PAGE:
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Cranberry & Satsuma Tart with Rich Cookie Crust and Gluten-Free Teff Variation

Here we are again with one of my favorite winter holiday culinary ingredients — cranberries. Homemade cranberry relish is just right to tame the edges of a rich, holiday meal. But, we can do so many more things with cranberries than make a relish. So, I’m baking a bright, festive “Cranberry & Satsuma Tart with Rich Cookie Crust” this Christmas. If you are looking for an easy, yet elegant dessert to finish a holiday meal or want a change from pumpkin pie, this is it. The tart is simple to make; using only a few household ingredients. It is hard to mess up this tart. The rich, shortbread-style cookie crust balances tart cranberries which have a taste of satsuma zest (satsuma is a type of orange) added in. Plus, I made a variaton of the crust using Teff flour — an ancient Ethopina grain, so that tart is gluten-free. I will enjoy several versions of this tart from now until Christmas!

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Brown Sugar Glazed Sweet Potatoes with Marshmallow & Pecan Topping

Here is a simple, yet slightly decadent sweet potato recipe, which is perfect for the holidays. The scent of aromatic spices and toasty pecans warm up the kitchen as fresh sweet potatoes bake in a brown sugar glaze. Even if you aren’t a fan of sweet potatoes, this recipe is hard to resist. And best of all, it is easy to make. The most difficult part of this recipe is peeling and dicing the sweet potatoes. I like to share sweet potato recipes in the autumn; since Louisiana-harvested sweet potatoes are so readily available. Plus, they are quite nutritious. This year I am sharing a holiday recipe which deviates a bit from the nutritional angle — but this recipe is so very good — serve it for a special occasion.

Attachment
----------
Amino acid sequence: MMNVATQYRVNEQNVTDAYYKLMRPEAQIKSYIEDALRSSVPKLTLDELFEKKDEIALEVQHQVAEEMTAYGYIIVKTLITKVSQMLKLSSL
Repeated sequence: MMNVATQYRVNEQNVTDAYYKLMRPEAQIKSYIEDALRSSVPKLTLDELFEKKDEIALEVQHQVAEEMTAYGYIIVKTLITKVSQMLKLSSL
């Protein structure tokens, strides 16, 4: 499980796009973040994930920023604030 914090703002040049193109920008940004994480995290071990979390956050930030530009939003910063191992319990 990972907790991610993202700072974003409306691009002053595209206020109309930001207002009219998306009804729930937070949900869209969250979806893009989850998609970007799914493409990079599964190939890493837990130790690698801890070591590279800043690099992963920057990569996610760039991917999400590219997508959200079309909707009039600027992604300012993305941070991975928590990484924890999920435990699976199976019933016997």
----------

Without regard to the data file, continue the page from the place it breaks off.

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Zydeco Green Beans


Louisiana Zydeco musician, Clifton Chenier, sang, ‘”Eh, maman, Eh, maman, Les haricots sont pas salés,” Translated, the Creole French phrase means, “Hey mom, Hey mom, The snap beans don’t have salt.” Today I’m cooking green beans — les haricots verts — but, yes, I am adding a little salt. I love green beans — especially fresh green beans which are picked from a garden in early summer. I have tried various ways to dress up the green beans for the holidays. My favorite recipe idea combines sesame and garlic mixed into the green beans. Plus, I added a few red pepper flakes! Can’t help it. This is Louisiana. It is a very tasty and simple recipe.

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“Irish Bread Pudding with Whiskey Custard Sauce”

In the spirit of St. Patrick’s Day, I’m making “Irish Bread Pudding.” You may ask, what is so Irish about bread pudding? I am making my favorite New Orleans-style bread pudding recipe and I am adding Irish Cream to the custard. Irish Cream is a liqueur containing whiskey, cream and various flavors such as coffee and vanilla extracts, sometimes chocolate. To be labeled legally as “Irish Cream Liqueur,” the whiskey must be produced in Ireland. Bailey’s Irish Cream is the quintessential Irish brand of this liqueur. When the Irish Cream Liqueur is added to this extra-rich bread pudding, the dessert really has some kick. And as some interesting trivia, New Orleans actually has a significant Irish population. The first Irish immigrated to this city in the late 1700’s, attracted because of Catholic traditions. More Irish settled in the city during the potato famines. The first Patrick’s Day celebration was held in 1809  So, let’s celebrate St. Patrick’s Day in a festive manner with this “Irish-inspired” dessert.